The metamorphic core complex exposed as the island of Naxos in the Aegean Sea records an unusually complete sequence of structures developed as a result of continental extension. The structures formed during Miocene rise and cooling from ductile, upper amphibolite facies and anatectic conditions to brittle near‐surface conditions beneath the Naxos detachment fault. Top‐to‐the‐north ductile fabrics in the footwall, which initially developed during amphibolite facies prograde metamorphism, were overprinted by a succession of north directed, normal sense lower‐temperature brittle structures as the footwall was tectonically unloaded and unroofed. Pseudotachylite and cataclasite formation, brittle faulting, alteration, and erosion of the footwall occurred during continued slip and tectonic denudation. Neogene conglomerate and megabreccia, in part derived from exhumation of this footwall, lie structurally above the peripheral Naxos fault. Published K‐Ar and 40Ar/39Ar ages for hornblende, white mica, and biotite in the footwall decrease northwestward; apparent ages 17–50 Ma in the southeast correspond to areas of low metamorphic grade where preextension argon was partially retained. Published ages 16–10 Ma in higher‐grade rocks of the domal core in the north are cooling ages that for each of the three minerals show a component of younging in the NNE direction of extension. Assuming this is the direction of unroofing, we interpret the rate of this younging as the fault slip rate as the footwall rocks moved >20 km SSW relative to their hanging wall along the base of the Naxos detachment fault. The calculated rates of slip average 5–8 mm/yr, comparable to maximum rates reported in the Basin and Range province.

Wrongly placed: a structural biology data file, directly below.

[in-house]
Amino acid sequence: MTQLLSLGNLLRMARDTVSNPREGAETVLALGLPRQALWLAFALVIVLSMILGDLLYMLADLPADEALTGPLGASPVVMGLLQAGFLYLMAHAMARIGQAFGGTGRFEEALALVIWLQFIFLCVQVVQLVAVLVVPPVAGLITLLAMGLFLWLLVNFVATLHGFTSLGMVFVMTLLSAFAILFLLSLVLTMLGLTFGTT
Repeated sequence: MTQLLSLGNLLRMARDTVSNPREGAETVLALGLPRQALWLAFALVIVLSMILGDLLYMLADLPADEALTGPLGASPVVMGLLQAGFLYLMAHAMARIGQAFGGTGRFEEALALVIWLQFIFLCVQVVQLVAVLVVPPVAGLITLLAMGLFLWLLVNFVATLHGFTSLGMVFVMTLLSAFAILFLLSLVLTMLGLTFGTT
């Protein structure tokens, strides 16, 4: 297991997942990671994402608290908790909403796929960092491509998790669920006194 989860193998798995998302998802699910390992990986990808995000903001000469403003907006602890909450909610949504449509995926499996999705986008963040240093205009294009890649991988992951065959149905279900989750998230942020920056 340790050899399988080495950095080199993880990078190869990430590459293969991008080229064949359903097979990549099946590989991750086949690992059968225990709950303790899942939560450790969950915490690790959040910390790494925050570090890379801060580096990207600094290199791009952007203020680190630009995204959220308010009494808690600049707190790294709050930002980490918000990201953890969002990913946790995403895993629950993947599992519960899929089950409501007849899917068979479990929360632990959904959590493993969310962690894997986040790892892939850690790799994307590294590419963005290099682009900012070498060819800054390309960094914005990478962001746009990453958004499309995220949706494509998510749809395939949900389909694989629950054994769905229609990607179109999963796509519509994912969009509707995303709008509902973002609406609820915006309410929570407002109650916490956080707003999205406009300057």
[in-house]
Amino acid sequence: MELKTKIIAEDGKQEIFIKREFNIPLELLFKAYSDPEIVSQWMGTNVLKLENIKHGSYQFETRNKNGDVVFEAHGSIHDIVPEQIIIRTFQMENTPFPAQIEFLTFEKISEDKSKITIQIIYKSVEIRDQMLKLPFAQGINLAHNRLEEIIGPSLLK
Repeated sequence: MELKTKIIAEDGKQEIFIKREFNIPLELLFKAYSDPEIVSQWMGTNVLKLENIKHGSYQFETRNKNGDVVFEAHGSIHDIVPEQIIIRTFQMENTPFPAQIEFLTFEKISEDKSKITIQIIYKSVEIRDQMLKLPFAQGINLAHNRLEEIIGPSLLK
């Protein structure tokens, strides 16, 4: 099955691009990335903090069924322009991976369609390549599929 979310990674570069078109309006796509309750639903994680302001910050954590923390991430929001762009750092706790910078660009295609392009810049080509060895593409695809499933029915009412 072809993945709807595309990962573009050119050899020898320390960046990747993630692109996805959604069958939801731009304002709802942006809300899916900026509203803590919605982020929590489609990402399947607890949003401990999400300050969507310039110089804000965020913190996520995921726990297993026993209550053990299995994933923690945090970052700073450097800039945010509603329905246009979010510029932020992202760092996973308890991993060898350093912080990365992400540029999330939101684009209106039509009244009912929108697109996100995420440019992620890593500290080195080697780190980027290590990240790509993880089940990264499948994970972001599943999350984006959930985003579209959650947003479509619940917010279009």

Additional publication details
|Publication Subtype||Journal Article|
|Title||Rapid extension recorded by cooling‐age patterns and brittle deformation, Naxos, Greece|
|Series title||Journal of Geophysical Research B: Solid Earth|
|Publisher||American Geophysical Union|
|Contributing office(s)||Geology, Minerals, Energy, and Geophysics Science Center|